Small Island Andrea Levy

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How does Levy tell the story in the Prologue?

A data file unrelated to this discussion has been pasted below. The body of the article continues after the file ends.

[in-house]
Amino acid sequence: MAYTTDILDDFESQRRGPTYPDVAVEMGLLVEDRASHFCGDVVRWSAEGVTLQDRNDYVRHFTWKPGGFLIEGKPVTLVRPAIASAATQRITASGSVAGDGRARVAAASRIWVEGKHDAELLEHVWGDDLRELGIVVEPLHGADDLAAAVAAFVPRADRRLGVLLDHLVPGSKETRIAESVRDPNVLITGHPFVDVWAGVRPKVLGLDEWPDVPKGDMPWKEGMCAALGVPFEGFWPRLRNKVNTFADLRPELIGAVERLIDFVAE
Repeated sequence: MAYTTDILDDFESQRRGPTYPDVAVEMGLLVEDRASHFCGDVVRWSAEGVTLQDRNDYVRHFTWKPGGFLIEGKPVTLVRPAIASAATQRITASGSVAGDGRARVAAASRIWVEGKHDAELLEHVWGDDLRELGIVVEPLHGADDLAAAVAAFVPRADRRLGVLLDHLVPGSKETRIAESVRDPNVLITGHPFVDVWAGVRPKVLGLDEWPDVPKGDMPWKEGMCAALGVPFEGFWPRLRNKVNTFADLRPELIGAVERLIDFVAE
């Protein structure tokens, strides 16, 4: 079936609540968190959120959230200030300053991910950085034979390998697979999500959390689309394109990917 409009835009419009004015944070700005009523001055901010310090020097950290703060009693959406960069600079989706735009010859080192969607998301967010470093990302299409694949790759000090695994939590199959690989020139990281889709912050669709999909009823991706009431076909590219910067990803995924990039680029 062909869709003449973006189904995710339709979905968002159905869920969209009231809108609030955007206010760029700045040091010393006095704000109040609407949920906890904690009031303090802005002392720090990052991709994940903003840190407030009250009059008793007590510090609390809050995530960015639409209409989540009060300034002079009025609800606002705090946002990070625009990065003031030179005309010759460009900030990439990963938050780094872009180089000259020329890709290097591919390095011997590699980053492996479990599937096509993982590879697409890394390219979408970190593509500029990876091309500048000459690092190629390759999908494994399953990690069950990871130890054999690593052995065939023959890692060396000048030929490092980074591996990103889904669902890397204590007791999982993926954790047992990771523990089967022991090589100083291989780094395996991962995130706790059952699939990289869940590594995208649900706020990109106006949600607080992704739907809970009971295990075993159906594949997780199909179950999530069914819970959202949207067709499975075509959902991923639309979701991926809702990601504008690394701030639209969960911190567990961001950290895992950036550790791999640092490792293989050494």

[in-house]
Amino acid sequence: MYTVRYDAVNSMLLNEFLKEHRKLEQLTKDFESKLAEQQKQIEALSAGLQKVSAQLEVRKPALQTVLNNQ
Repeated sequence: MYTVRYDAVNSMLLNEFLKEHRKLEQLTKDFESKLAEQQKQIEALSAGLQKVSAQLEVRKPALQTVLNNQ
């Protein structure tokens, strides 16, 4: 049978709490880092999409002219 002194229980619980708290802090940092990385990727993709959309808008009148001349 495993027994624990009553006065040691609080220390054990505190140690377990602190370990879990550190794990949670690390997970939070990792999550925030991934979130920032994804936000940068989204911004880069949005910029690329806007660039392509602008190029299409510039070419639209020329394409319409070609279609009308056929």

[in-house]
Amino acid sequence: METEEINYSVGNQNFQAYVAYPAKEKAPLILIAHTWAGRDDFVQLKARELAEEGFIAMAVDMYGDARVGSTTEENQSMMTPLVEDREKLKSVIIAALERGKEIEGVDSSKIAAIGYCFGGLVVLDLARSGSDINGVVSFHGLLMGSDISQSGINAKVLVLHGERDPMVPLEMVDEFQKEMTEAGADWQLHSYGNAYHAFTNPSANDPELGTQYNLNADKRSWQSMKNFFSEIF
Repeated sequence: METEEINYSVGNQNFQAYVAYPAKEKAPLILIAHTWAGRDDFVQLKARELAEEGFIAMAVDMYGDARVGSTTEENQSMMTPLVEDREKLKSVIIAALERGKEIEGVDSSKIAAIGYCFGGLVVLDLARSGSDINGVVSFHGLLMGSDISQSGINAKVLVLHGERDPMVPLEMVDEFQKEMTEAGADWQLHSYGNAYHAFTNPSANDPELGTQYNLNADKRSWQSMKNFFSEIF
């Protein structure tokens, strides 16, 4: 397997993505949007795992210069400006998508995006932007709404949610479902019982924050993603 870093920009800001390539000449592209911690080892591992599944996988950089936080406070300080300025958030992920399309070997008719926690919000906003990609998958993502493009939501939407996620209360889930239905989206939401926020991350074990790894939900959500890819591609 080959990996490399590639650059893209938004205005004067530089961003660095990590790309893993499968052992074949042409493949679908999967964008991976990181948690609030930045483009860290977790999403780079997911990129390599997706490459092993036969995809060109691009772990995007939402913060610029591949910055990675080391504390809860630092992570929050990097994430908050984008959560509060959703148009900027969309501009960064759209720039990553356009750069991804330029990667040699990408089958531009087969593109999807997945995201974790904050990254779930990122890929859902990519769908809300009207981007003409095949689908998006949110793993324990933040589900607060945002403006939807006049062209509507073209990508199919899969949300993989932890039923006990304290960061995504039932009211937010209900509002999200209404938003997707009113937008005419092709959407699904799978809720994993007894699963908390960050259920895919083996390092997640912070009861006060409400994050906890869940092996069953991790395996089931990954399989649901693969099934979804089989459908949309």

Levy uses a number of different techniques and aspects of narrative in order to tell the story in the prologue of Small Island. She opens the story in the perspective of Queenie, but when she was a child (‘Before’) – (use of time as an aspect). This is also the use of characterisation to tell the story, because the perspective lends a naivety to the telling of the story, the most prominent example being when Queenie meets the African man – she is intimidated by him and is too young to hide it. She is fascinated by him, and also attracted to him - but as a child doesn’t she realise that - however Emily and Graham do, and proceed to tease her. There are underlining themes of ignorance, power and prejudice (of the British) in the prologue, which are part of the context of the time and place in which the story is set. Ignorance is shown immediately, when one of Queenie’s teachers tells her that ‘Africa was a country’. She is not even a child, but a grown woman, and she does not know that a region belonging to her own empire is not in fact a country, but a continent. Irony is also added because she is a teacher, so she should be teaching the next generation correctly, but ignorance has affected her knowledge. These themes are shown again when the family visit the different countries in the exhibit. Her mother rejects every delicacy each country offers to her; seemingly she was ‘not interested in the different woods of Burma or the big-game trophies of Malaysia’. Notice the word ‘different’ in that quote – the reason she is not interested is because they are different and unfamiliar – i.e. not important to her. The family (who in this case are used by Levy to represent the British in general at the time) are wary of these different and unusual cultures and characters – at one point Queenies mother told her not to touch the Indian women, because of the red dots on their foreheads – ‘in case they were contagious’. If she was interested in her own countries empire, she would have known that the dots were a practice of the womens religion. In the prologue, Levy focuses on issues of race and class, again using the context of what society was like before and during the 40s. The issues of race are shown in the way that the British act around the foreign people at the exhibit. Graham tells Queenie that the African people are ‘not civilised’; that the woman won’t understand him. He doesn’t think that they have been educated, which shows his ignorance and also prejudice towards people of a different race – he doesn’t think that they are worthy of being educated. Again the prejudice is shown when Emily and Graham tease Queenie about kissing the African man. Kissing a person of a different race should not be seen as wrong or something to make fun of, but to them it is. Then Graham again demonstrates the ignorant prejudice that the British have for the foreigners when he ignores the African man’s directions to the toilet, simply because he is black, and ends up having to ‘wee behind some bins’. Even Queenie, if unknowingly, shows some views of inequality in her description of the black woman she sees, describing her as ‘a shadow come to life’. The image of a shadow is not only dark (depicting her skin) but is of something that is not really there, something that is left behind a body, so is second to it, less superior. The fact that Queenie views the black woman the same as her family does also shows that Queenie has a journey to go through in order to learn that being white does not make you superior. And Levy delves into more complex ideas than just racism. There is also a divide in class in the book, shown by the family’s treatment of Graham and Emily. Levy describes Fathers employees as ‘outside girls’, ‘inside girls’ and ‘stupid boys’ – as if they have no names, therefore no identity – because effectively they belong to the family as their workers. When her father first meets Graham he...
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